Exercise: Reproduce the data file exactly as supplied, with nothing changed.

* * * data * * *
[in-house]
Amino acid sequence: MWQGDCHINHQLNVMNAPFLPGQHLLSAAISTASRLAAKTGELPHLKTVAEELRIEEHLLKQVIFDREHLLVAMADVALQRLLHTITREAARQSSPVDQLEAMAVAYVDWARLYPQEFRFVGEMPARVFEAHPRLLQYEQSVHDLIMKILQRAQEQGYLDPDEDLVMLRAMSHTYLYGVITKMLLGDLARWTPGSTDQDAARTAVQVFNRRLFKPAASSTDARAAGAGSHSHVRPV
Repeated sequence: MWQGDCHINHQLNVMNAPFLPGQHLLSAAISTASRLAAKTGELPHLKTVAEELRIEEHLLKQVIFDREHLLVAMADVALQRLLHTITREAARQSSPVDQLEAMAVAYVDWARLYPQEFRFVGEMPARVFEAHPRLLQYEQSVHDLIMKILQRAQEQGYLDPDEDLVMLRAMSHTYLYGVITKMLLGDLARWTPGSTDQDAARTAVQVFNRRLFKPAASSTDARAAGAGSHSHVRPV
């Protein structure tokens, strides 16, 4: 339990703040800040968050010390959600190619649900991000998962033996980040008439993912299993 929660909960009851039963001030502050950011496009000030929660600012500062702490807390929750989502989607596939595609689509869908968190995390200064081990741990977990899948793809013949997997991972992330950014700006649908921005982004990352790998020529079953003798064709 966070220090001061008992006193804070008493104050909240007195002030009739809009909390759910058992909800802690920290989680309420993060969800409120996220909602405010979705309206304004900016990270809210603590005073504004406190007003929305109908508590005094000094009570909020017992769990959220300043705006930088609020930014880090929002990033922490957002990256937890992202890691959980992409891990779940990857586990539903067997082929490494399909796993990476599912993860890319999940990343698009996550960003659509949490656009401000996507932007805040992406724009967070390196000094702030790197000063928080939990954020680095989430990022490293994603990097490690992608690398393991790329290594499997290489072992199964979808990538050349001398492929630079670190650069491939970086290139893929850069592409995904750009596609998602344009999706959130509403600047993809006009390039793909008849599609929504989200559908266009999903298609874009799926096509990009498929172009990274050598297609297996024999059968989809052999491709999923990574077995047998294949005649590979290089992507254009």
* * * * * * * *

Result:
[in-house]
Amino acid sequence: MWQGDCHINHQLNVMNAPFLPGQHLLSAAISTASRLAAKTGELPHLKTVAEELRIEEHLLKQVIFDREHLLVAMADVALQRLLHTITREAARQSSPVDQLEAMAVAYVDWARLYPQEFRFVGEMPARVFEAHPRLLQYEQSVHDLIMKILQRAQEQGYLDPDEDLVMLRAMSHTYLYGVITKMLLGDLARWTPGSTDQDAARTAVQVFNRRLFKPAASSTDARAAGAGSHSHVRPV
Repeated sequence: MWQGDCHINHQLNVMNAPFLPGQHLLSAAISTASRLAAKTGELPHLKTVAEELRIEEHLLKQVIFDREHLLVAMADVALQRLLHTITREAARQSSPVDQLEAMAVAYVDWARLYPQEFRFVGEMPARVFEAHPRLLQYEQSVHDLIMKILQRAQEQGYLDPDEDLVMLRAMSHTYLYGVITKMLLGDLARWTPGSTDQDAARTAVQVFNRRLFKPAASSTDARAAGAGSHSHVRPV
């Protein structure tokens, strides 16, 4: 339990703040800040968050010390959600190619649900991000998962033996980040008439993912299993 929660909960009851039963001030502050950011496009000030929660600012500062702490807390929750989502989607596939595609689509869908968190995390200064081990741990977990899948793809013949997997991972992330950014700006649908921005982004990352790998020529079953003798064709 966070220090001061008992006193804070008493104050909240007195002030009739809009909390759910058992909800802690920290989680309420993060969800409120996220909602405010979705309206304004900016990270809210603590005073504004406190007003929305109908508590005094000094009570909020017992769990959220300043705006930088609020930014880090929002990033922490957002990256937890992202890691959980992409891990779940990857586990539903067997082929490494399909796993990476599912993860890319999940990343698009996550960003659509949490656009401000996507932007805040992406724009967070390196000094702030790197000063928080939990954020680095989430990022490293994603990097490690992608690398393991790329290594499997290489072992199964979808990538050349001398492929630079670190650069491939970086290139893929850069592409995904750009596609998602344009999706959130509403600047993809006009390039793909008849599609929504989200559908266009999903298609874009799926096509990009498929172009990274050598297609297996024999059968989809052999491709999923990574077995047998294949005649590979290089992507254009």